Former Republican vice presidential candidate and Alaska Governor Sarah Palin has moved to support WikiLeaks founder Julian Assange, saying that
"he deserves a pardon".
In a YouTube video on Saturday, Palin admitted to making a mistake "some years ago, not supporting Julian Assange, thinking that he was a bad guy, that he leaked material that perhaps he shouldn't".
In 2008, WikiLeaks exposed an array of Palin's private messages, and government emails obtained from her Yahoo.com account, prompting the ex-Alaska governor to wonder why Assange had not been pursued with the same urgency as al-Qaeda* and Taliban* leaders. She, however, publicly apologised to Assange via Facebook in 2017, lauding him for opening "people's eyes to Democrat candidates and operatives".
In the Saturday video, Palin referred to the WikiLeaks founder working "on the people's behalf to allow information to get to us so that we could make up our minds about different issues, about different people".
She specifically underscored that Assange should also be recognised for what "he has done in the name of real journalism, and that's getting to the bottom of issues that the public really needs to hear about and benefit from".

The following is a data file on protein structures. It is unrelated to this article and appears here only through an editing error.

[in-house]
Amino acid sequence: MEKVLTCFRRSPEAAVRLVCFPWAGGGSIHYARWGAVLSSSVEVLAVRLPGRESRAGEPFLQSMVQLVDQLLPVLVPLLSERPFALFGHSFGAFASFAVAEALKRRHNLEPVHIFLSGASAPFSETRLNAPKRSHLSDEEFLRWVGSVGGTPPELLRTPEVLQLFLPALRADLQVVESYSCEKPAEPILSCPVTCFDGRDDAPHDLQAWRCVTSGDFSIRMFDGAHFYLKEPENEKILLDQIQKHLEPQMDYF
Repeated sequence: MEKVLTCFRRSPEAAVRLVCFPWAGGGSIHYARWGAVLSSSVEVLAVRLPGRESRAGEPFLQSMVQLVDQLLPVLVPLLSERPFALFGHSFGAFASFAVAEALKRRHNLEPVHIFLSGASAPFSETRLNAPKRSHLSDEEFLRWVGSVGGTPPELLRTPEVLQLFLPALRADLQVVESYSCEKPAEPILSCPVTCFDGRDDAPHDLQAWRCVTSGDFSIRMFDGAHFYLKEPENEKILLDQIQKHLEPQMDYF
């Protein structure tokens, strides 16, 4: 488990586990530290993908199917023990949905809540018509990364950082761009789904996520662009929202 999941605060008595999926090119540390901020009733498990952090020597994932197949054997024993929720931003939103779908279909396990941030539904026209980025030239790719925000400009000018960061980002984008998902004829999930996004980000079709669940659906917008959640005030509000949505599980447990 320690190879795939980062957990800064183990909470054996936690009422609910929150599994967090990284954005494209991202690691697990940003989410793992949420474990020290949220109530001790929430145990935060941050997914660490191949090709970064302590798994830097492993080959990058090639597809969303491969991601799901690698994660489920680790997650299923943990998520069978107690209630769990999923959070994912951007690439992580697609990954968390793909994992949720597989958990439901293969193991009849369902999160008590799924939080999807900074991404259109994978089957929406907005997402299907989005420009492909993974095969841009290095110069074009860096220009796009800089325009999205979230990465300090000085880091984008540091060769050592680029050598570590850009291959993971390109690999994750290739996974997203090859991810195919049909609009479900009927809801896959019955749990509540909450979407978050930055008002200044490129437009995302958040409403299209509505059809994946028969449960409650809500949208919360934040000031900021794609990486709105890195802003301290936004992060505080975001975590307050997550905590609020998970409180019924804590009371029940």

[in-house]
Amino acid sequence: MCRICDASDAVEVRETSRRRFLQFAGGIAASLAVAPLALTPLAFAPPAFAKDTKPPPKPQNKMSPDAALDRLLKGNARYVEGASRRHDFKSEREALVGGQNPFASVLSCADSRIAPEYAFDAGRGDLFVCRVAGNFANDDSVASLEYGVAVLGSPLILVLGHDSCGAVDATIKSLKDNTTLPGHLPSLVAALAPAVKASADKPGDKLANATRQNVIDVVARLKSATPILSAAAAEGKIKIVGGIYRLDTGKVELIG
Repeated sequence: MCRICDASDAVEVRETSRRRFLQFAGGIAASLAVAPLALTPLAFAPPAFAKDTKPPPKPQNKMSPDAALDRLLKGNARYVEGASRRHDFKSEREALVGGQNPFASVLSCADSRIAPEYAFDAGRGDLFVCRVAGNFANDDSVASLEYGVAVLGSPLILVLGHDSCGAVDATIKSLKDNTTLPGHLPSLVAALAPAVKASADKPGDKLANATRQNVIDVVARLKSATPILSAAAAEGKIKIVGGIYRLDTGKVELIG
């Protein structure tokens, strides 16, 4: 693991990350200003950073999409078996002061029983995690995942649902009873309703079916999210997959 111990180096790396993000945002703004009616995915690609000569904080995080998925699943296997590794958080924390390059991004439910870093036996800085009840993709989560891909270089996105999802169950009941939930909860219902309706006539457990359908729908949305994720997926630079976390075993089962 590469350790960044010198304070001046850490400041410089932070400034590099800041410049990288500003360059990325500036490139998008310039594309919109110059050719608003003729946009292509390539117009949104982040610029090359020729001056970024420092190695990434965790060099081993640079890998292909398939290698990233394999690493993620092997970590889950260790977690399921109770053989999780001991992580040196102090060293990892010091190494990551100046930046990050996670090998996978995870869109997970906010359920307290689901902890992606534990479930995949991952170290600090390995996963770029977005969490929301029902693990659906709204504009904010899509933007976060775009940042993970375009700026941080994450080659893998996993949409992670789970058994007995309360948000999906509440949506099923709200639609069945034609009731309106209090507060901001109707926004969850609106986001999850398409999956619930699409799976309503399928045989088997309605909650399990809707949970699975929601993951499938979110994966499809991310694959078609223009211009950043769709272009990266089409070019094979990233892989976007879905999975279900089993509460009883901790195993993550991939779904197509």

"He did the right thing. I support him, and I hope that more and more people, especially as it comes down to the wire, will speak up in support of pardoning Julian. God bless him", the former Republican vice presidential candidate concluded.
Public Figures Join Campaign to Have Assange Pardoned
Palin is the latest public person to urge Trump to pardon Assange, who is currently jailed in a UK prison and awaiting the results of his extradition trial.
On Thursday, Fox News host Tucker Carlson joined the chorus of voices calling for an Assange pardon, arguing during his programme that the WikiLeaks founder had engaged in nothing more than regular journalism by providing important information to WikiLeaks' readers.
"Whatever you think of Julian Assange and what he did, he is effectively a journalist. He took information and he put it in a place the public could read it", Tucker said.
In the past few weeks, American actress and model Pamela Anderson, US whistleblower Edward Snowden, as well as US Democratic lawmaker Tulsi Gabbard and Australian MP George Christensen have issued similar calls seeking to convince Trump to let Assange off the US hook.
US v. Assange
The WikiLeaks founder faces a possible 175-year prison sentence, accused by the United States of violating the Espionage Act through "unlawfully obtaining and disclosing classified documents related to the national defence".
The White House turns a blind eye to the protests from human rights activists and the public, who consider Assange's prosecution an attack on journalism and free speech.
*al-Qaeda, Taliban, terrorist groups banned in Russia and a number of other countries